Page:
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While the state is struggling to finance many programs, health care reform has expanded the state’s responsibility to help those who cannot afford health insurance. Of the state subsidized programs, only one requires an active financial participation on the part of an employer, thereby lowering the state’s burden. Under the Insurance Partnership, an employer requirement provides at least 50% towards the cost of health plans. This allows the state to provide smaller dollar subsidies, ultimately helping more people afford insurance since they can partner with employers to share the cost.
By expanding the Insurance Partnership program, the state would not necessarily be increasing its costs, but instead would be transferring some of its costs away from Commonwealth Care, Premium Assistance, and the uncompensated care pool, in which 40,000 people remain. It would encourage employers to maintain health insurance programs for their employees at a minimum 50% contribution level and would provide a more equitable treatment of similarly situated people in the state.
Expanding the Insurance Partnership requires Legislative reform.
First and foremost, the 6-month crowd out provision needs to be eliminated. The Massachusetts Association of Health Insurance Underwriters (MassAHU), the state’s trade association of independent insurance brokers who specialize in health insurance and employee benefits for hundreds of businesses, families and individuals, suggests a phase in enrollment of currently insured persons, which would not overburden the state immediately. This would be accomplished by expanding eligibility over two years, and by eliminating the employer subsidy for currently insured applicants. We also suggest expanding the Insurance Partnership eligibility to employers with 50 or more employees without an employer subsidy.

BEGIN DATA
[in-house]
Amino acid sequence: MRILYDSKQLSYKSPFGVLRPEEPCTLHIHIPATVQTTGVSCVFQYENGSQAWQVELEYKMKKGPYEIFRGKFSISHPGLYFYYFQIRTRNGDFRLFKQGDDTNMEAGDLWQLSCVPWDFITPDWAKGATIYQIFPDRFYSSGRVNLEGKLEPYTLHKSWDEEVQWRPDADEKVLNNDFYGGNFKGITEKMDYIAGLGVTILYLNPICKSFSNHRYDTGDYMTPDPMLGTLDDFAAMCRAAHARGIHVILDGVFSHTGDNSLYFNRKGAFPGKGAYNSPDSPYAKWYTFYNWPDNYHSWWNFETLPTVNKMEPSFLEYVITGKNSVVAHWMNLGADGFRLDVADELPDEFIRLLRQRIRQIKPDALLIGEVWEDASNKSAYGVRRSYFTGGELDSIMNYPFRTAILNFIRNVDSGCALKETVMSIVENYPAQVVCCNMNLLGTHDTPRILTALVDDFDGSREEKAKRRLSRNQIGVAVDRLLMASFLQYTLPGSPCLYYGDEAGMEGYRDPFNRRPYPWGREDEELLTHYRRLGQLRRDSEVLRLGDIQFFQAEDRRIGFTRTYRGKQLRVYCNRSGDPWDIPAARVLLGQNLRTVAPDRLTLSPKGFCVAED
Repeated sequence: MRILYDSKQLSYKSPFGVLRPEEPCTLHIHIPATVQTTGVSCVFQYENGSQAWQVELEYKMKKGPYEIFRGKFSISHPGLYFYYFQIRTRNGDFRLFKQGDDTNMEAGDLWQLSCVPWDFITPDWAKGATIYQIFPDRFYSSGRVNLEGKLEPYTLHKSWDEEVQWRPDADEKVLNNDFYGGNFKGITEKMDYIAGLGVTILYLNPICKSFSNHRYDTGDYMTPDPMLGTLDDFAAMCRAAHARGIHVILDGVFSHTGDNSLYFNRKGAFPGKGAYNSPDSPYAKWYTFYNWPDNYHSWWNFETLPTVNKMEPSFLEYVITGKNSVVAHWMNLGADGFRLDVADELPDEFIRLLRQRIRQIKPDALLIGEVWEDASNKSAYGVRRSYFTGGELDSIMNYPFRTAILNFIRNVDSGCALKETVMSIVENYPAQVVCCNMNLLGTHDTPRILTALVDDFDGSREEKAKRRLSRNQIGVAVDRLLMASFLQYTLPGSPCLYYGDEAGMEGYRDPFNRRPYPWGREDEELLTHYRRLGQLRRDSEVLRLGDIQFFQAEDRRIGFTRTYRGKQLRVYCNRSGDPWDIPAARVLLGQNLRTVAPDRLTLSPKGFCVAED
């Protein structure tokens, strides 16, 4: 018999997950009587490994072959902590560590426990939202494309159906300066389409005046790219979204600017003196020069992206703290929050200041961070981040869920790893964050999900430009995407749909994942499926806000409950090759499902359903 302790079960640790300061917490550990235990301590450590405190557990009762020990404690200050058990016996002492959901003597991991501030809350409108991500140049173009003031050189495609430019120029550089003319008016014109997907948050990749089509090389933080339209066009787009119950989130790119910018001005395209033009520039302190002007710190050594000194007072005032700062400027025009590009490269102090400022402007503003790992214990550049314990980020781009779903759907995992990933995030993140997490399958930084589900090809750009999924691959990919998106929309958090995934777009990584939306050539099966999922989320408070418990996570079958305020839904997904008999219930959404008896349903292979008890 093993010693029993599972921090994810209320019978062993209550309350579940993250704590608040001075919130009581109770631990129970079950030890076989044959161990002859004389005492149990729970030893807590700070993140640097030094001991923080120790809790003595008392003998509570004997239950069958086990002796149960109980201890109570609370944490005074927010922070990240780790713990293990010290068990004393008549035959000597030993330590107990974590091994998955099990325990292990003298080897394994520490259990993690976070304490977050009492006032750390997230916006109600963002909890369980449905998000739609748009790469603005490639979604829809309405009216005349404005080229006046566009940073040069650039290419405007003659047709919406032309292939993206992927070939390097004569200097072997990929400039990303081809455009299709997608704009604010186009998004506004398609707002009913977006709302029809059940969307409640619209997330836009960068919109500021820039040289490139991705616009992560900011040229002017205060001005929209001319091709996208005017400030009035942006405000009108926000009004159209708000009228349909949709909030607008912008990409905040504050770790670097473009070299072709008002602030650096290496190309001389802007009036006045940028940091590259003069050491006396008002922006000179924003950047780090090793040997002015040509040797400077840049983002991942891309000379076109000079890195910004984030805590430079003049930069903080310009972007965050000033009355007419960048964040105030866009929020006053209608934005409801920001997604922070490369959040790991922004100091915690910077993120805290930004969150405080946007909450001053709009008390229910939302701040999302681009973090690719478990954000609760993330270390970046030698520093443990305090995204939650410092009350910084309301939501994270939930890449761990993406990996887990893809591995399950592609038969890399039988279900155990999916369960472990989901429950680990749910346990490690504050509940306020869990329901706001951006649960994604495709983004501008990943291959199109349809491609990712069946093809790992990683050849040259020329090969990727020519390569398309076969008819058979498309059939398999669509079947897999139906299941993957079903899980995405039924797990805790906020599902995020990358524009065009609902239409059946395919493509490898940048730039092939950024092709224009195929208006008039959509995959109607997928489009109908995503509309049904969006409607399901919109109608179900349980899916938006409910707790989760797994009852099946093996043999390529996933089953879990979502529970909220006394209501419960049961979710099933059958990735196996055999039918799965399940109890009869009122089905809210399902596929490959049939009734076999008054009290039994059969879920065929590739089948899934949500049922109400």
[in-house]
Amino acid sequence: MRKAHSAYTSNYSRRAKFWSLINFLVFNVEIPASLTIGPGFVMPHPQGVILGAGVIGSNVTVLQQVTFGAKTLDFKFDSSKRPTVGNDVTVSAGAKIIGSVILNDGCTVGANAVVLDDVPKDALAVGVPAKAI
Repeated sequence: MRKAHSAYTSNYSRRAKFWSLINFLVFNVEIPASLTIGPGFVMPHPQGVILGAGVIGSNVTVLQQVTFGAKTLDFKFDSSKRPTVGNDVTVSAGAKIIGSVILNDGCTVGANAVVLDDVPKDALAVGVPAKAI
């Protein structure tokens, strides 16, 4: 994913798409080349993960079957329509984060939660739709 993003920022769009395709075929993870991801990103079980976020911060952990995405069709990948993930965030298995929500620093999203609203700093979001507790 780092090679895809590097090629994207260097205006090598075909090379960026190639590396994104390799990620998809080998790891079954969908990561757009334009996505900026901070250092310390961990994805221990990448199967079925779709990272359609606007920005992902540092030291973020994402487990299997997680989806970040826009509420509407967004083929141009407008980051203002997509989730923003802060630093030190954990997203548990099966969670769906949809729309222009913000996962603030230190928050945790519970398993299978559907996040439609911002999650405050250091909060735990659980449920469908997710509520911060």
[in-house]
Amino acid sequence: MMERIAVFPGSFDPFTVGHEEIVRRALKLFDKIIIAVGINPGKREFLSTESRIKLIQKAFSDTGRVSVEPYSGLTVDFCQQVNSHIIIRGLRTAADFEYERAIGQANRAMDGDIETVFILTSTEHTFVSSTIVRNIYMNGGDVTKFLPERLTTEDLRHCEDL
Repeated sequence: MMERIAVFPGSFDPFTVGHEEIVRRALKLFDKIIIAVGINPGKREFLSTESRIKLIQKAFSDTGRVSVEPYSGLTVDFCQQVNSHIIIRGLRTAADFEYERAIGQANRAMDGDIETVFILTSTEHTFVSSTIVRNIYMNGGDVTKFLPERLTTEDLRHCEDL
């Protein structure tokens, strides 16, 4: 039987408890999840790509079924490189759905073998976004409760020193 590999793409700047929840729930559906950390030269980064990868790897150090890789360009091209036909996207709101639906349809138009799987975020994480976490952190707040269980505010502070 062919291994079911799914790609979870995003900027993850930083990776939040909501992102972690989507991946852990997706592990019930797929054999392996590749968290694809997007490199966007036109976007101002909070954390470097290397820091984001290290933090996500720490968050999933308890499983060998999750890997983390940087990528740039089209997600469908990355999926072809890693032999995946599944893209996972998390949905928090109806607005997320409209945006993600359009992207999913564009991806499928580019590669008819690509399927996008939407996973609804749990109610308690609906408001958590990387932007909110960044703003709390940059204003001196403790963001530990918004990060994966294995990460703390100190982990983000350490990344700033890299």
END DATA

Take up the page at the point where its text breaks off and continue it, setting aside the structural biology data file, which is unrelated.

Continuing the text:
To be effective, the Insurance Partnership program must remain a true partnership between the state, the employees covered, and the employers who contribute to an employer sponsored group health insurance program. As the need for increased employee cost-sharing is needed for subsidized programs in the state, the employee cost-sharing in the Insurance Partnership should not be overlooked. The main objective of making changes to the Insurance Partnership plan is to encourage people to opt into their employer sponsored coverage rather than become increasingly dependent on the state to provide their health care. This will help as many people as possible obtain health care coverage without further sending the state’s budget into distress.
Julia Jennings is a vice president at the Sylvia Group and is the immediate past president of MassAHU. She is also on the Legislative Council of the National Association of Health Underwriters and Legislative Committee of MassAHU.
This program aired on November 20, 2008. The audio for this program is not available.
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